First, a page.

Four Amazing Women, One Powerful Tale

These were the most celebrated women of their time. Everyone knew who they were; wherever they went, they attracted crowds of admirers. Today, though, we’ve forgotten them; their stories have been subsumed by those of their husbands. I wanted to honor them by bringing them back to life in my new novel, FOUR SISTERS, ALL QUEENS.

What drew you to the story of these sister-queens?

I was drawn primarily to two aspects of their lives: their accomplishments as women and their relationships as sisters.

Marguerite, Eléonore, Sanchia, and Beatrice of Provence were the first four sisters in history to all become queens – and of great kingdoms: France, England, Germany, and Italy (Sicily). I read Nancy Goldstone’s biography, FOUR QUEENS, but it left me wanting more. From her book I gained a sense of what they did, but not of whom they were.

I felt indignant over Marguerite’s struggle against a powerful, possessive mother-in-law and a religiously fanatical “mama’s boy” of a husband, and awed by the courage and intelligence she showed in Egypt when Turks battered at the walls of Damietta, where she had just given birth, and her husband and all his men waited in prison for her to rescue them – which she did.

I admired how Eléonore married, at 13, a man more than half her age (King Henry III of England was 28 at the time) and yet formed a solid marriage with him, becoming his true partner in ruling, as well as uplifting hundreds of her personal family members by means of appointments in the realm and the church and good marriages. She also fought like a true mother lion for her children’s interests.

I wanted to cry for Sanchia, blessed – and cursed – by exceptional beauty. Pious and shy, she was hardly queen material, but her mother’s ambitions landed her in marriage to a shrewd, money-grabbing womanizer who made her queen of a country that she abhorred: Germany. Her husband soon lost interest in her completely, and left her to die alone in their castle. What a sad tale: Had she lived the life she seemed best suited for – in the convent – she might have been a great abbess.

Beatrice completely intrigued me. So much younger than the rest of her sisters – she was barely a toddler when Marguerite left home to marry King Louis IX of France – she was also, apparently, her father’s favorite. When he died, he left Provence to her, throwing her sisters, and her life, into turmoil. Princes and their armies besieged her castle, aiming to take her by force. But Charles of Anjou, the youngest brother of France’s King Louis IX, succeeded, whisking her away on horseback to Paris, where they wed. What a romantic tale! Unfortunately, he was cruelly, ruthlessly ambitious, and Beatrice seems to have supported him, even recruiting 26,000 men to conquer Rome for the Pope, then leading them over an Alpine pass in the winter. What a gal!

How much of FOUR SISTERS, ALL QUEENS is history, and how much is fiction?

In “Four Sisters, All Queens,” I took a bare modicum of literary license. The events involving Abraham of Berkhamsted and the death of his wife are factual, but whether Sanchia or Richard was involved we do not know. Also, chroniclers of the time said that Marguerite negotiated her husband’s release from Egyptian prison using messengers, but I sent her directly to the Egyptian queen. And we do not know whether Marguerite really had a love affair with anyone, although we do know from Sir Jean de Joinville’s chronicle of the life of King Louis IX, her husband, that he enjoyed an intimate relationship of some sort with her.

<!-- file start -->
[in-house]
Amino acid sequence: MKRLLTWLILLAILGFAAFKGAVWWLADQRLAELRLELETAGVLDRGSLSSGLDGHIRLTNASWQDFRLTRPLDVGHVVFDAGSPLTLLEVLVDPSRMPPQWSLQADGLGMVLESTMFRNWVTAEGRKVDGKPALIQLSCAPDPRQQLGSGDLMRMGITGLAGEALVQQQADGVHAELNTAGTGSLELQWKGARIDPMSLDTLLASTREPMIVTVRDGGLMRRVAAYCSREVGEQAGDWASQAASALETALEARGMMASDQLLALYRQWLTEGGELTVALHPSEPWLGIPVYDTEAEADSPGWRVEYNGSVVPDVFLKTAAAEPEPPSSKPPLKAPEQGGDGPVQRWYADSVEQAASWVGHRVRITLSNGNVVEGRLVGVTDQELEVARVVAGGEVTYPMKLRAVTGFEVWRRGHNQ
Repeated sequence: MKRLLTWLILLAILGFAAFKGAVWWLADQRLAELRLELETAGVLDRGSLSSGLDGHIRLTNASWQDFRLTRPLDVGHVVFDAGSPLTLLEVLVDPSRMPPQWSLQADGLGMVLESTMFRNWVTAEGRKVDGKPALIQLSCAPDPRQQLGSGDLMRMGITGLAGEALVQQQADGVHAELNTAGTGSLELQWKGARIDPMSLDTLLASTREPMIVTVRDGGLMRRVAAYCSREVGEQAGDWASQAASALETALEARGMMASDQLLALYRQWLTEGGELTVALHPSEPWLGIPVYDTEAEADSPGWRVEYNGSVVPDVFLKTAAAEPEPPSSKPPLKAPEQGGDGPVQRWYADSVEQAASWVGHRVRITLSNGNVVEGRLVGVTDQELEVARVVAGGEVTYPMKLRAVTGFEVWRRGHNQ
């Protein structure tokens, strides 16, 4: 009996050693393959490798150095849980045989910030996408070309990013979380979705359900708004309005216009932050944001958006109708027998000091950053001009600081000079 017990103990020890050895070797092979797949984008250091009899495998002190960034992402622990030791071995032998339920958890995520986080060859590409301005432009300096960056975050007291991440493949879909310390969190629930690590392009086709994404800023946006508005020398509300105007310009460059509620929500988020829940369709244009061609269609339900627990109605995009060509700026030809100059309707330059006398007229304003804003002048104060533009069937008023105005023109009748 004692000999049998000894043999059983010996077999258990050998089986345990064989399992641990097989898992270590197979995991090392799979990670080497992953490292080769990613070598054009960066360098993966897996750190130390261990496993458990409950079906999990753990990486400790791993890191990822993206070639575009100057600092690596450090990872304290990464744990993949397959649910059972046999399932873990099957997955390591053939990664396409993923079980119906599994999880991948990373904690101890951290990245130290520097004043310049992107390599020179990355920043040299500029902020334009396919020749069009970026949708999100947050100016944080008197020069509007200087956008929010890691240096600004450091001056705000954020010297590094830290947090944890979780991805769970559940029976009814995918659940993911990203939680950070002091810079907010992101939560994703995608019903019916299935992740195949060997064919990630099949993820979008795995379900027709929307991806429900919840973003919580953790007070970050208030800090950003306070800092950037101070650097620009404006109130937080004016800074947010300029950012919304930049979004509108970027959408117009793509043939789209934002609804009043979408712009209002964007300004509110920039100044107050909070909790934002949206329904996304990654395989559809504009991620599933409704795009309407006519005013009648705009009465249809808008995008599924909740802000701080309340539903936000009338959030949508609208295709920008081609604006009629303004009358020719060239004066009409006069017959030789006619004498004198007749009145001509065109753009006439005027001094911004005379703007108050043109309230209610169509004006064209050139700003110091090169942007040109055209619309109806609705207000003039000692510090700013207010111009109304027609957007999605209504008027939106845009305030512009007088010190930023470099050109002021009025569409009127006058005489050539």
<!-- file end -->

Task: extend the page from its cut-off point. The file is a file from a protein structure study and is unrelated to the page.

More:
What was your greatest challenge in writing FOUR SISTERS, ALL QUEENS?

Sanchia and her husband, Richard
Oh, gosh, there were so many! Deciding which point of view to use was very tricky. Third person present tense? That would lend a sense of immediacy – like watching a film – but how could it work when everything happened so long ago? First person from each sister’s viewpoint? But what about the sisters who die before the book is over? I decided on telling the stories from the viewpoint of Marguerite, who lived the longest, but realized I wouldn’t be able to include intimate details of her sisters’ lives, since she wouldn’t know them. I got stuck about one-third of the way into the book. Then, one Sunday morning, I awoke with the thought, “I’m going to do it in third person present.” I got up and re-wrote Chapter 1, and loved it. The book flowed from that point onward.

Researching an entirely new era – my previous novels, THE JEWEL OF MEDINA and THE SWORD OF MEDINA, take place in 7th century Arabia – was so time consuming. I had to learn everything all over again, what they ate, what they wore, how they traveled, what their homes looked like, what their music sounded like, everything, in addition to the history of the era. Yikes! I understand now why some authors choose one era and stick to it. Unfortunately, I’m too ADD for that.

Fitting the events of all four sisters’ lives into one tale without having it sprawl too much – publishers have word limits, you know, because every page costs money – was another challenge. I had to make choices. And the events of their lives were so momentous and complex that they raised other issues, such as the struggle of the Catholic Church for power; rampant and vicious anti-Semitism; the politics behind, and cruelties of, the Crusades; misogynistic attitudes toward women and limits on their power and education; and more. “This book could be about so many things,” I moaned to my life partner, a writer of classical music. His suggestion: Focus on the emotional lives of my characters. It was the best writing advice I have ever received. I’m going to dedicate my next book to him.